A North Texas attorney is continuing his fight against red light cameras by taking his case to the state's Fifth District Court of Appeals.
The attorney says the cameras are unconstitutional and has been fighting for the people who can't afford to hire an attorney themselves.
Red light cameras generate more than $100 million for Texas cities every year. One attorney fighting them says his goal is that his case will be where red light cameras and the constitution intersect.
The intersection at Belt Line Road and South Central Expressway is where the red light camera case all began for Russell Bowman in November 2012. But he says he wasn't actually there.
“I was not driving the car,” he said.
Bowman thinks one of his family members was behind the wheel, but he got the ticket.
“I don't even know if the car ran the red light or not,” he said. “But regardless, I wasn't driving. I shouldn't have to pay.”
Bowman contends that the red light cameras are unconstitutional.
"Let's say at the time of the red light I can show unequivocally that I was on an operating table having surgery,” he said. “I still couldn't rebut the presumption. Under our law, you can't have an irrefutable presumption."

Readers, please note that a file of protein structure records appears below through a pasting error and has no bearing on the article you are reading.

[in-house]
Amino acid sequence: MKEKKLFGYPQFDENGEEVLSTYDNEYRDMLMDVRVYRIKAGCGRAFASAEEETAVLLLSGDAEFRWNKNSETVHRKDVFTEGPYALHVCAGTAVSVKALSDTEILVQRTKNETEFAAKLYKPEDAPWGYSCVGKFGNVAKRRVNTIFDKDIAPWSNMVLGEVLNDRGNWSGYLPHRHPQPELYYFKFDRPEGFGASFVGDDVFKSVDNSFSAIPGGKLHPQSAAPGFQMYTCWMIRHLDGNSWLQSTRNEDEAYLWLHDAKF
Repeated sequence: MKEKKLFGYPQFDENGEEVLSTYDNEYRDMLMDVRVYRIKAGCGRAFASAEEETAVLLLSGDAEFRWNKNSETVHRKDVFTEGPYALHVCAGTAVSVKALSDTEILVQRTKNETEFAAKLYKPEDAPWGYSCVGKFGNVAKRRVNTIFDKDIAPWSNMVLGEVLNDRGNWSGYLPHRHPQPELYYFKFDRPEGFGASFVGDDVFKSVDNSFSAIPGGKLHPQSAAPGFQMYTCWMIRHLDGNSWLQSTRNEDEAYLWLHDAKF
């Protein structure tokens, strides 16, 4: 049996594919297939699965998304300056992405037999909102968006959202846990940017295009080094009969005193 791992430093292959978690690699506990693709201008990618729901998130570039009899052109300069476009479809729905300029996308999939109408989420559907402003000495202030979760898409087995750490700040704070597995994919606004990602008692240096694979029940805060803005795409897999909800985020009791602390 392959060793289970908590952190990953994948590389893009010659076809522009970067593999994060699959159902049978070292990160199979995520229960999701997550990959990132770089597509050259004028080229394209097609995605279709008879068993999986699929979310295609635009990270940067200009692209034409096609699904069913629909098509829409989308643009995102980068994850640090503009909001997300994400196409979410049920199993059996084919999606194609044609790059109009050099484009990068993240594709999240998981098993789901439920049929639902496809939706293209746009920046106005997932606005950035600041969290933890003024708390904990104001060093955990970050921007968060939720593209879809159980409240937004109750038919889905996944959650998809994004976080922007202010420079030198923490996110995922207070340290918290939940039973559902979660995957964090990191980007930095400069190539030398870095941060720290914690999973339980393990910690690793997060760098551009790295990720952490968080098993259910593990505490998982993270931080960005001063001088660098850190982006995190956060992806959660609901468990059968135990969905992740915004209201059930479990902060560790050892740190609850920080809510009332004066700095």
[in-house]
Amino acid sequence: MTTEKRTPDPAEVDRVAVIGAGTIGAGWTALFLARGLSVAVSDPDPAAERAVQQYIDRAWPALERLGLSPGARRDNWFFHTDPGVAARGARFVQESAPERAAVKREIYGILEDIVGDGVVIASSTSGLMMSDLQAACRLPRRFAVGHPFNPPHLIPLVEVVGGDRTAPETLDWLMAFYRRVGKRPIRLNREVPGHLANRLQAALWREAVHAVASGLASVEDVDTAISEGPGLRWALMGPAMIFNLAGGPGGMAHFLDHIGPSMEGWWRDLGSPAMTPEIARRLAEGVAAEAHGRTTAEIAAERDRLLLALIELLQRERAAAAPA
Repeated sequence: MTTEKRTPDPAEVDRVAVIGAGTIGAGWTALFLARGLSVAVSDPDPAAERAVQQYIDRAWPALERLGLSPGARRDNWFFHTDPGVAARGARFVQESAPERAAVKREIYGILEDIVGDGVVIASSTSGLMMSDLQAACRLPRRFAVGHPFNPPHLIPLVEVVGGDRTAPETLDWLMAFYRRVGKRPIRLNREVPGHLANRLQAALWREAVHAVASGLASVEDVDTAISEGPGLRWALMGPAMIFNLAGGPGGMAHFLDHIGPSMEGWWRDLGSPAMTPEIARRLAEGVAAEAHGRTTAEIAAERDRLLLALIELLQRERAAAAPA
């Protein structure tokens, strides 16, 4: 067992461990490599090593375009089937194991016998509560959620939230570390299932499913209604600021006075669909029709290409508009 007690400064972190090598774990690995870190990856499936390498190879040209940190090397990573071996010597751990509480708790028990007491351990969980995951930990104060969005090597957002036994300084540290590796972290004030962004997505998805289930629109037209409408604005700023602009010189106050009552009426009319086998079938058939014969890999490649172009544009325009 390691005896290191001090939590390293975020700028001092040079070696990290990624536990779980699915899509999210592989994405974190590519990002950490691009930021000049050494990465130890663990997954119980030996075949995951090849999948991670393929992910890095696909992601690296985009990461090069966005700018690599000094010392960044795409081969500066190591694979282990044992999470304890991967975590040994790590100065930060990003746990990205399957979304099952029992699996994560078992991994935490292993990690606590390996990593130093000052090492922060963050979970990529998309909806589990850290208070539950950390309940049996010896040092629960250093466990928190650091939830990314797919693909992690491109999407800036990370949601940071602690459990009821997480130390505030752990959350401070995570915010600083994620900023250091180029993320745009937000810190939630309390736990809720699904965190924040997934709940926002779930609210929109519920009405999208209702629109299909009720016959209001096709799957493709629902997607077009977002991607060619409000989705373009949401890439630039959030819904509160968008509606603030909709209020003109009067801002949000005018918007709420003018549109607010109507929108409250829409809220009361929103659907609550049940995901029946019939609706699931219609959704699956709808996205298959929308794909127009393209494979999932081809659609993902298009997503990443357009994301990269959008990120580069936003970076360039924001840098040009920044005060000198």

If Bowman didn't pay the ticket, his vehicle registration would have been revoked. As an attorney, he decided to fight the system.
"Cities count on the fact that no one is going to spend the money to fight these things so they can perpetuate what Mr. Stewart and I feel is an unconstitutional system,” he said.
So Bowman teamed up with his friend, attorney Scott Stewart.
"I would estimate at this point Russ and I have $70,000-80,000 worth of time,” Bowman said.
The attorneys have already won their case in judicial court. But the city of Richardson appealed the ruling, arguing that it’s your responsibility if it's your car. The city also defended the overall use of cameras as legal.
On Tuesday, Bowman and Stewart made their arguments before a three-judge state court of appeals panel — all for a $75 ticket.
“But it's not just about a $75 ticket,” Bowman said. “Russ is not the only victim of this thing. There are a lot of people who have been assessed these penalties that can't pay them. But they have to find a way to pay them.”
Even though the city of Richardson believes its red light camera system was operating legally, the city has suspended its use of red light cameras until a judge rules on the legality of the program.
It could take months before there is an appeals court ruling. Then, it is likely that either side will appeal whatever the ruling is to the Texas supreme court.